Seniors protest rising sewer rates

Mansfield Township senior citizens are taking their concerns over the cost of sewer rates to the State House in Trenton.

By: Eve Collins
   MANSFIELD — Some very determined seniors were expected to turn out for another demonstration to protest rising sewer rates in the area, this time at the State House in Trenton on Wednesday.
   In an attempt to attract officials’ attention, the seniors planned to deliver more than 600 signed letters of protest to the office of Gov. James E. McGreevey.
   "As a resident of the Four Seasons at Mapleton, a senior age-restricted community, I am asking your support of our action contesting the proposed Applied Wastewater Management rate increase being considered by the Board of Public Utilities," the letters read. All have space for a signature at the end.
   According to Myra Dickert, president of the Four Seasons at Mapleton Civic Association, the seniors are hoping the governor will help them present their case.
   "He says he is working for the middle class citizens of New Jersey, which most seniors are, so we’re hoping he can help make an impact," she said on Tuesday.
   Four Seasons and Homestead are age-restricted communities in Mansfield, and are two areas that will be hardest hit by the proposed sewer increases. Both have sewage treatment facilities.
   Applied Wastewater Management, the company that provides sewer service there, filed a petition to the Board of Public Utilities to raise its rates in March, officials have said.
   Homeowners were then told that they should expect steep rate increases, some as high as 34 percent or, in the case of Homestead, a 94 percent increase if approved by the state Board of Public Utilities.
   In Mapleton, for example, residents are looking at an increase in rates from $904 per year to $1,180 per year, officials have said.
   Of the 2,000 homeowners in Mansfield who will see an increase, almost 1,500 are seniors on fixed incomes.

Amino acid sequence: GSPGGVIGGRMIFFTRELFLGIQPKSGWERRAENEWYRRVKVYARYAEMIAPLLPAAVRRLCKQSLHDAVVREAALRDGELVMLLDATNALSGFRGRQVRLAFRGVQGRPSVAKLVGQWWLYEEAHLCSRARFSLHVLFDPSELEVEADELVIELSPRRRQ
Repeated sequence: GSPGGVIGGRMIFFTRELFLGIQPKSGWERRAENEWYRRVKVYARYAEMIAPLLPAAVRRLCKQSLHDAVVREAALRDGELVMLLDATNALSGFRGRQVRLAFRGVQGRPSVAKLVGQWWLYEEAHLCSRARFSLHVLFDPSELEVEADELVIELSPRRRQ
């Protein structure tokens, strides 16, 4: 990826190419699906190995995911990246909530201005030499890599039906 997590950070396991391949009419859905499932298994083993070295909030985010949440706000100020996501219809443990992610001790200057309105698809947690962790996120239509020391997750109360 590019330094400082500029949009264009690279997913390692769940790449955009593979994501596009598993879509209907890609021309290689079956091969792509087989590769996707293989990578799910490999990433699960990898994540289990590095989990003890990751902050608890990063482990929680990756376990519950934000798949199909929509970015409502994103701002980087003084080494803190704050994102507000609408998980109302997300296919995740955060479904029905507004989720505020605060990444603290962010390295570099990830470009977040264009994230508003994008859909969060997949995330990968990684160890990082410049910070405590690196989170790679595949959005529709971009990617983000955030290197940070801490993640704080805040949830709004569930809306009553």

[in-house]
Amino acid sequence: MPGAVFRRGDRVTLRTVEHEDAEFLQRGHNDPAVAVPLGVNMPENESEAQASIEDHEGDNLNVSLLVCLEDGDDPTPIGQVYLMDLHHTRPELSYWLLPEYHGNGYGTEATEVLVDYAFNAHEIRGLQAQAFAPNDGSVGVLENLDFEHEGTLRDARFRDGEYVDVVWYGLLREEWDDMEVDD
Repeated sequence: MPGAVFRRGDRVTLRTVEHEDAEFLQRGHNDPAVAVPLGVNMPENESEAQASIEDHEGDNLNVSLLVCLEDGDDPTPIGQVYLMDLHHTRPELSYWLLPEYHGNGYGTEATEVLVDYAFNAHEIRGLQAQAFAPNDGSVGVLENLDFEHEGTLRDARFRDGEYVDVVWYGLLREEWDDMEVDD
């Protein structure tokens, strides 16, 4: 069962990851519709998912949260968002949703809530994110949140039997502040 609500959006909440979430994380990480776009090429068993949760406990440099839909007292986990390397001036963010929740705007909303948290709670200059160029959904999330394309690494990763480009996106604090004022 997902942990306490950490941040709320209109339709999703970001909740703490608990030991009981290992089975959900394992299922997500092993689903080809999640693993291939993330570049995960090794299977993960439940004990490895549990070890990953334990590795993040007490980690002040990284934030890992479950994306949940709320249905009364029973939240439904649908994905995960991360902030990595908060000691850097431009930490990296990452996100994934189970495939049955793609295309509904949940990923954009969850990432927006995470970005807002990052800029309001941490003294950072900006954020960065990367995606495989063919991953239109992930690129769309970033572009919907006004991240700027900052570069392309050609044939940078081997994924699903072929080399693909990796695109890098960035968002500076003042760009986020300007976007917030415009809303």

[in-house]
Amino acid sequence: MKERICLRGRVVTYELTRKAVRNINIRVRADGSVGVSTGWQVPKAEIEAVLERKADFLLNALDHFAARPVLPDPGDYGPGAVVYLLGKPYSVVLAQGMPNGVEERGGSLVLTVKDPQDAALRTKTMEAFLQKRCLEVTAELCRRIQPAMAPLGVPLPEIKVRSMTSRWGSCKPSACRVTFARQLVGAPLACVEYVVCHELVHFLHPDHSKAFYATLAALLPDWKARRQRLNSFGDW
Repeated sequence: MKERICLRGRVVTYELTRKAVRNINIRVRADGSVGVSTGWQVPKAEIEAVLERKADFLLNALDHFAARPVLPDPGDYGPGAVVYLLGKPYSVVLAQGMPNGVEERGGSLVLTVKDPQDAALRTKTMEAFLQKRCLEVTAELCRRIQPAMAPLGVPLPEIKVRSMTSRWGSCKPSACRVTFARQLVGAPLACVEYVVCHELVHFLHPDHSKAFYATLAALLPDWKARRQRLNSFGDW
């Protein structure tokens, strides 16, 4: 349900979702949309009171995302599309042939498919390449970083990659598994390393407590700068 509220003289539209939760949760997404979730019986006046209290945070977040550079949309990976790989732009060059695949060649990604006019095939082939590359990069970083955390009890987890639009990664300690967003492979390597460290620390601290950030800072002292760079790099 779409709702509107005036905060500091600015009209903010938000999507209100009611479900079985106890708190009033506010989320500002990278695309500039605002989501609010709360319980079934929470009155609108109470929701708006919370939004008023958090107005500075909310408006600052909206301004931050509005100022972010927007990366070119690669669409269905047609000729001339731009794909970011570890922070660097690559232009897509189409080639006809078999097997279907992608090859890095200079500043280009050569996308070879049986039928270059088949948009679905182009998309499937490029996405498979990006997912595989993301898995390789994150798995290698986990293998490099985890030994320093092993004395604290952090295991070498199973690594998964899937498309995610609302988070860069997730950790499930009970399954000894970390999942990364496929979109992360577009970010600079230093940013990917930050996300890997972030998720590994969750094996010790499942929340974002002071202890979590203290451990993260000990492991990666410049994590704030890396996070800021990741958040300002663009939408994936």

"It’s unconscionable," Mrs. Dickert said. "It’s a matter of survival."
   Officials at Applied Wastewater Management have said that expenses have gone up over the years, so the company has not been getting the rate of return it needs. Rates have not been raised since 1989.
   Applied Wastewater Management is a subsidiary of E’town Corp., the parent company of Elizabethtown Water Co., which owns the Mount Holly Water Co.
   There also are facilities in Chester, Jefferson, Mount Olive, Union, Upper Freehold and Washington townships.
   The petition will have to go before a judge, who will make recommendations on the proposed increase to the state Board of Public Utilities, officials have said. The board automatically assigns an attorney from the New Jersey Division of the Ratepayers Advocate to represent homeowners.
   Hearings are set to begin Monday at the Office of Administrative Law in the Quaker Bridge Plaza on Quakerbridge Road in Mercerville. Mrs. Dickert said homeowners will be there as well to support the cause.
   A settlement based on negotiations between the utility and ratepayers advocate is often reached in these situations, officials have said. The board would have to approve that settlement.
   Throughout their protests of the increase, the homeowners have said they simply want to be charged for their fair share. In Four Seasons, seniors have said the developer who built their homes decided to build an adult community—with smaller houses—but they are now being charged rates reserved for estate-size houses.
   "We are not looking for freebies," Mrs. Dickert said. "We just want to pay for what we use."